As the horror stories continue to come out of Ontario and Quebec long-term care homes, it is worth noting that B.C. health authorities made a series of critically important decisions that likely averted similar outcomes here.
Chief among them was allowing private, for-profit care homes access to the province’s supply chain of personal protection equipment for their staff. PPEs were being rapidly bought up around the world and it was vital to protect all care homes.
This ensured far fewer care aides became ill with COVID-19 and lessened the chance of bringing the virus into a facility. It also meant care aides were able to stay on the job in greater numbers, the reverse from what has happened back east.
The decision came shortly after the first outbreak at the Lynn Valley care home in North Vancouver, which has seen 79 residents get sick, including 20 people dying.
Another decision was the so-called “single site” policy, which forbids care workers from working in more than one facility. Part of that policy has seen the B.C. government “top up” the wages of workers who have lost shifts at other facilities.
Other moves made early on include literally locking-down long-term care homes from almost all visitors, establishing “rapid-response” teams, and the hiring of more than 1,000 care aides.
These moves did not prevent tragedies, of course. More than 100 residents in B.C. long-term care homes and assisted-living facilities have died from COVID-19.
But without those measures taken early on by such key health figures as provincial health officer Dr. Bonnie Henry, Vancouver Coastal health officer Dr. Pat Daly, Health Minister Adrian Dix and deputy health minister Stephen Brown, those tragic outcomes could have been much worse.
More than 4,600 people have died of COVID-10 in Quebec, with a high percentage of those in long-term care homes.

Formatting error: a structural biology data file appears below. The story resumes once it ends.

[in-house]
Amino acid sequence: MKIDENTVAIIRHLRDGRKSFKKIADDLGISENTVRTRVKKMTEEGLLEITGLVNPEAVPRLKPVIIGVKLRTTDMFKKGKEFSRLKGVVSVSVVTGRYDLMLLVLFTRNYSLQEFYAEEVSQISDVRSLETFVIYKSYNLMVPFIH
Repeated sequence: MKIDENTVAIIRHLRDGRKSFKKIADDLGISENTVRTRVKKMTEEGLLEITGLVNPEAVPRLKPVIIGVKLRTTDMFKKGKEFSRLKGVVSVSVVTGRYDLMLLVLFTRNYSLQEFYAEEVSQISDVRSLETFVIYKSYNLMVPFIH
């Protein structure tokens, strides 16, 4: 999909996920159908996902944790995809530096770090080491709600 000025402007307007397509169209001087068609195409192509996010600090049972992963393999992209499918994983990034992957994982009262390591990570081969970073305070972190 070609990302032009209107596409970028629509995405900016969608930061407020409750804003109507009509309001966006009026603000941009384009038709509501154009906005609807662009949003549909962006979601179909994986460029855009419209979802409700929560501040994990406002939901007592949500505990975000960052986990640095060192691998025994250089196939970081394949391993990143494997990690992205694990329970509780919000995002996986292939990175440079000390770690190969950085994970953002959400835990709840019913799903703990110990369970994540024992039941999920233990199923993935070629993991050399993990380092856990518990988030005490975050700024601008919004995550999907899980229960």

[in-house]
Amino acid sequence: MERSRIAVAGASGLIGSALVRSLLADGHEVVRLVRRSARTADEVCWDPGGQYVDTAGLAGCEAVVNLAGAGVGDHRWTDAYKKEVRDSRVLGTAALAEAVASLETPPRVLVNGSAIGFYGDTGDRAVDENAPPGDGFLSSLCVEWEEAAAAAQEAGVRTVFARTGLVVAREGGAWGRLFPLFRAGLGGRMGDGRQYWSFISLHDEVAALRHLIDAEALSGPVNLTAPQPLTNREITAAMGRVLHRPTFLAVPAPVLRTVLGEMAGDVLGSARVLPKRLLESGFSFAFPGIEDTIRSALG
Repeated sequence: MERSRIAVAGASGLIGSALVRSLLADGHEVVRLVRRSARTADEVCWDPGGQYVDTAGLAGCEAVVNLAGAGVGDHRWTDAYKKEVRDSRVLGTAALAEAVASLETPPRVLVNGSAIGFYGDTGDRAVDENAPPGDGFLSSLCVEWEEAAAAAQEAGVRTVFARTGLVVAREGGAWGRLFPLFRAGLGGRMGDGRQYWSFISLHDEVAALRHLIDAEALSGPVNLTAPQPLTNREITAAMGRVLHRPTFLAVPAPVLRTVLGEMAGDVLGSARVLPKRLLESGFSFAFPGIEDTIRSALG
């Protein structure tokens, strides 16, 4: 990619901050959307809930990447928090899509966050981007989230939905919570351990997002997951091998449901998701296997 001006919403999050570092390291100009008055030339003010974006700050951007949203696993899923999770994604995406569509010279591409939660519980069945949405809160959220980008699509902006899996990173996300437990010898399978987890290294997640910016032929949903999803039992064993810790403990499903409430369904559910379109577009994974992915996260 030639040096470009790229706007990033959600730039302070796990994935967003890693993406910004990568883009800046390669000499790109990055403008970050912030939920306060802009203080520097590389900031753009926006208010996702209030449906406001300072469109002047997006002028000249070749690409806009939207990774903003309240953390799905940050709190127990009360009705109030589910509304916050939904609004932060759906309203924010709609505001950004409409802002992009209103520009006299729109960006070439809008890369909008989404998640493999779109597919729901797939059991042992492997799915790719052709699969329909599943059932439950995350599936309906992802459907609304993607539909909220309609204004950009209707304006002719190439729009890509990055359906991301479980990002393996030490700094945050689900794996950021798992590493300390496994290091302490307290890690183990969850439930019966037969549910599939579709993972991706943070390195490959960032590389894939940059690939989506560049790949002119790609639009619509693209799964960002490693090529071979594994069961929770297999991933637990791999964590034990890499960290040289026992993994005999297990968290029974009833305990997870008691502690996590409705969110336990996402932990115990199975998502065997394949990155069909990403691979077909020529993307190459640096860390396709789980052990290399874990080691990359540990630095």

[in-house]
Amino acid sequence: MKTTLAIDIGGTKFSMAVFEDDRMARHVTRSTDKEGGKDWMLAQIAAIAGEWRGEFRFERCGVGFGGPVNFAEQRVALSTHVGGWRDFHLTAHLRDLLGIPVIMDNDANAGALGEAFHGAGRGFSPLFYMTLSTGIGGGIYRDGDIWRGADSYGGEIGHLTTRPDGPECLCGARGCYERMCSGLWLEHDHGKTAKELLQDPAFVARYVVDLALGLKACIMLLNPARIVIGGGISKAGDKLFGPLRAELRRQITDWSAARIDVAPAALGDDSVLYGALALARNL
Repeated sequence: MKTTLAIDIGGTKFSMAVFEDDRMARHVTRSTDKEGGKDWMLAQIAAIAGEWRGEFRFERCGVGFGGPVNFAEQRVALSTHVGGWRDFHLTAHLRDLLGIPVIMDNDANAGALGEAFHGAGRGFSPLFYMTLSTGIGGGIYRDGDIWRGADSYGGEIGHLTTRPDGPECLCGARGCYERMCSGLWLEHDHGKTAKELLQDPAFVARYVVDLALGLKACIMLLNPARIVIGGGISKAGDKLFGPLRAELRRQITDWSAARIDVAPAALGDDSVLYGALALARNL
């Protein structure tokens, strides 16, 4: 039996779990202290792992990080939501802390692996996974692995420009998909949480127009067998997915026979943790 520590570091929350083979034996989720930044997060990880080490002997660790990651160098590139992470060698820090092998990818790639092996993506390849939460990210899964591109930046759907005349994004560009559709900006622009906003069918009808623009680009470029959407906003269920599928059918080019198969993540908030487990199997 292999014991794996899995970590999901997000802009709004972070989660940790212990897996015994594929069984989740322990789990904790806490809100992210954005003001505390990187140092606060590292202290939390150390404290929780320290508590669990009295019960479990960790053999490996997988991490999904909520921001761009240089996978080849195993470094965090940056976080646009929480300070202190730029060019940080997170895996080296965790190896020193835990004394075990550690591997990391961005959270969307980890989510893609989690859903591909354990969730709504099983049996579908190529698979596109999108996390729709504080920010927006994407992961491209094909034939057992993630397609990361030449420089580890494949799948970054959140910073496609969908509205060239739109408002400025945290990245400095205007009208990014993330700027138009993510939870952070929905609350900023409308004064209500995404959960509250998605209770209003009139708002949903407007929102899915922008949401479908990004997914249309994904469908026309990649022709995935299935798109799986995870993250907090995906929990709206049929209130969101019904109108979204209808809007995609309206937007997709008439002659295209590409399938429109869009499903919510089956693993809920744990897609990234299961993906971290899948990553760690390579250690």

One of these measures – greatly restricting access to long-term care facilities by family members wanting to visit loved ones – is proving to be increasingly controversial. There is clamor for an easing of such restrictions, but it is hard to see that occurring in the near future.
A reminder of how dangerous COVID-19 can be elderly people is the tragic experience at the Langley Lodge care home, where more than 20 residents have died, including some after the facility thought it was out of danger.
Dix says some other provinces have followed B.C.’s lead, and admits this province could have moved even earlier.
“We could have been faster,” he told me. “But we were faster than a lot of other places.”
Dix says B.C. will now shift its focus when it comes to long-term care to making working in such facilities an attractive career, and trying to secure federal dollars to replace aging facilities in this province.
One thing the pandemic has clearly done is that it has vaulted long-term care issues to the top of the health care priority list.
Keith Baldrey is chief political reporter for Global BC.